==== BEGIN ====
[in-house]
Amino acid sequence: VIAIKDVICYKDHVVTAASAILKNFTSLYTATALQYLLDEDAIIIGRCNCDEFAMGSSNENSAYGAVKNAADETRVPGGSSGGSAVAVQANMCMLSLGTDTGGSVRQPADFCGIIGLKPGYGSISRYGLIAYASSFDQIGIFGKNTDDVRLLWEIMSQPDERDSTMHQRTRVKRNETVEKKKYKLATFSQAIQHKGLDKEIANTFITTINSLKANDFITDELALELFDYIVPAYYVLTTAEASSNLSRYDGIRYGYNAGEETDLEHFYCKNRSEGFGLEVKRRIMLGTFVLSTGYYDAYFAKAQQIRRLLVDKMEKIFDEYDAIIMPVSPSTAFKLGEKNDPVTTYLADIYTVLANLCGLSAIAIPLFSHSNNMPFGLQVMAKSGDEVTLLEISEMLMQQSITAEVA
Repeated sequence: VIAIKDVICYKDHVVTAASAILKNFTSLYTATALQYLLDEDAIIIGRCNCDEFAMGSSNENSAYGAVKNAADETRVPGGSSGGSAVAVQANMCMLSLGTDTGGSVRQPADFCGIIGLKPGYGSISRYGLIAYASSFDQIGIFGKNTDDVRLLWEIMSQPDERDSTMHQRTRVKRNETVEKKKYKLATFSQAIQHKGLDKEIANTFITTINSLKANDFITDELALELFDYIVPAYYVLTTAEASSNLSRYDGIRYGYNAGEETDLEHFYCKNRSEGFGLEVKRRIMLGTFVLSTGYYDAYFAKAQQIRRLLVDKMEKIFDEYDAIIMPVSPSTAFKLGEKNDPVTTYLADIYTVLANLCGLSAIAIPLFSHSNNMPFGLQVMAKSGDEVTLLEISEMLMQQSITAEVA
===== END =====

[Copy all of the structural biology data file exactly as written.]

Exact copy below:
[in-house]
Amino acid sequence: VIAIKDVICYKDHVVTAASAILKNFTSLYTATALQYLLDEDAIIIGRCNCDEFAMGSSNENSAYGAVKNAADETRVPGGSSGGSAVAVQANMCMLSLGTDTGGSVRQPADFCGIIGLKPGYGSISRYGLIAYASSFDQIGIFGKNTDDVRLLWEIMSQPDERDSTMHQRTRVKRNETVEKKKYKLATFSQAIQHKGLDKEIANTFITTINSLKANDFITDELALELFDYIVPAYYVLTTAEASSNLSRYDGIRYGYNAGEETDLEHFYCKNRSEGFGLEVKRRIMLGTFVLSTGYYDAYFAKAQQIRRLLVDKMEKIFDEYDAIIMPVSPSTAFKLGEKNDPVTTYLADIYTVLANLCGLSAIAIPLFSHSNNMPFGLQVMAKSGDEVTLLEISEMLMQQSITAEVA
Repeated sequence: VIAIKDVICYKDHVVTAASAILKNFTSLYTATALQYLLDEDAIIIGRCNCDEFAMGSSNENSAYGAVKNAADETRVPGGSSGGSAVAVQANMCMLSLGTDTGGSVRQPADFCGIIGLKPGYGSISRYGLIAYASSFDQIGIFGKNTDDVRLLWEIMSQPDERDSTMHQRTRVKRNETVEKKKYKLATFSQAIQHKGLDKEIANTFITTINSLKANDFITDELALELFDYIVPAYYVLTTAEASSNLSRYDGIRYGYNAGEETDLEHFYCKNRSEGFGLEVKRRIMLGTFVLSTGYYDAYFAKAQQIRRLLVDKMEKIFDEYDAIIMPVSPSTAFKLGEKNDPVTTYLADIYTVLANLCGLSAIAIPLFSHSNNMPFGLQVMAKSGDEVTLLEISEMLMQQSITAEVA